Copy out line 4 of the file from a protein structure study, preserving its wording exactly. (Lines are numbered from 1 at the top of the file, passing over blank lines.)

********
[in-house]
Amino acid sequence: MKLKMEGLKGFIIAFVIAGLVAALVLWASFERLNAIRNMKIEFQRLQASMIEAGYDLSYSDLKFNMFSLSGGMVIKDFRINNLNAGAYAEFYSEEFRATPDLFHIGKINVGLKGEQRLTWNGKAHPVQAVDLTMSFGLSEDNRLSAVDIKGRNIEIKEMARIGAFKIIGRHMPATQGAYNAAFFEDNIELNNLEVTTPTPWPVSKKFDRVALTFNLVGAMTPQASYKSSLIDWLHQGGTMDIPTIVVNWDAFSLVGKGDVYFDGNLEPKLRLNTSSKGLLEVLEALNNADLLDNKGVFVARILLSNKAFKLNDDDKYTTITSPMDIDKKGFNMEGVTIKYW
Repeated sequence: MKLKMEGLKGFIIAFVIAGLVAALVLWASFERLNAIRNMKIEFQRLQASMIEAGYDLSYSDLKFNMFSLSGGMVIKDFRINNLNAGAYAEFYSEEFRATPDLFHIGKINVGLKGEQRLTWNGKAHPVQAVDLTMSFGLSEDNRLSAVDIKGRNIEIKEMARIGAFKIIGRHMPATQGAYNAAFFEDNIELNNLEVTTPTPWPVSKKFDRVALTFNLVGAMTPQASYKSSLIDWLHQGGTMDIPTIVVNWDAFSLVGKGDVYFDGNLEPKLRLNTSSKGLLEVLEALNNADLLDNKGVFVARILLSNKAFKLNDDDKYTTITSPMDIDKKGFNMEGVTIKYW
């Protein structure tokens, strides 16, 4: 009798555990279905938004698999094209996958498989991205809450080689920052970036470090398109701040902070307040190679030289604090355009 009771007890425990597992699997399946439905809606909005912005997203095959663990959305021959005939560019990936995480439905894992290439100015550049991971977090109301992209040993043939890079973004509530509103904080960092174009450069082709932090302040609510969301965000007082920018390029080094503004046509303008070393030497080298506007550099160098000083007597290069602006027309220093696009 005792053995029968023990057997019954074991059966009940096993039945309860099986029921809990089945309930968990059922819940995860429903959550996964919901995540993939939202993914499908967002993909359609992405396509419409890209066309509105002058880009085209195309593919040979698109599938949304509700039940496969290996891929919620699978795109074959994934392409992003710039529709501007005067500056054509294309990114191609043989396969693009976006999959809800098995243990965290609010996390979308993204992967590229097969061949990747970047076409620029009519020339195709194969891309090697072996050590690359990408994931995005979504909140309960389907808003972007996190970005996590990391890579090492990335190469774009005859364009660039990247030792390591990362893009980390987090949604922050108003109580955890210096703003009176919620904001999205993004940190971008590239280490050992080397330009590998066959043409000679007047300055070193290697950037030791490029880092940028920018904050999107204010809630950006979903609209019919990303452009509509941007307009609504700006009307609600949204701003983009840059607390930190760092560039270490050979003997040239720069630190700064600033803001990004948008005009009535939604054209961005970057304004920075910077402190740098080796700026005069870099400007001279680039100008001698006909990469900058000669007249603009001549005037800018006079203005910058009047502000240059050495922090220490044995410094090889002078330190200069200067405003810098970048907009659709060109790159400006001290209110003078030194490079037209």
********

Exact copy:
């Protein structure tokens, strides 16, 4: 009798555990279905938004698999094209996958498989991205809450080689920052970036470090398109701040902070307040190679030289604090355009 009771007890425990597992699997399946439905809606909005912005997203095959663990959305021959005939560019990936995480439905894992290439100015550049991971977090109301992209040993043939890079973004509530509103904080960092174009450069082709932090302040609510969301965000007082920018390029080094503004046509303008070393030497080298506007550099160098000083007597290069602006027309220093696009 005792053995029968023990057997019954074991059966009940096993039945309860099986029921809990089945309930968990059922819940995860429903959550996964919901995540993939939202993914499908967002993909359609992405396509419409890209066309509105002058880009085209195309593919040979698109599938949304509700039940496969290996891929919620699978795109074959994934392409992003710039529709501007005067500056054509294309990114191609043989396969693009976006999959809800098995243990965290609010996390979308993204992967590229097969061949990747970047076409620029009519020339195709194969891309090697072996050590690359990408994931995005979504909140309960389907808003972007996190970005996590990391890579090492990335190469774009005859364009660039990247030792390591990362893009980390987090949604922050108003109580955890210096703003009176919620904001999205993004940190971008590239280490050992080397330009590998066959043409000679007047300055070193290697950037030791490029880092940028920018904050999107204010809630950006979903609209019919990303452009509509941007307009609504700006009307609600949204701003983009840059607390930190760092560039270490050979003997040239720069630190700064600033803001990004948008005009009535939604054209961005970057304004920075910077402190740098080796700026005069870099400007001279680039100008001698006909990469900058000669007249603009001549005037800018006079203005910058009047502000240059050495922090220490044995410094090889002078330190200069200067405003810098970048907009659709060109790159400006001290209110003078030194490079037209």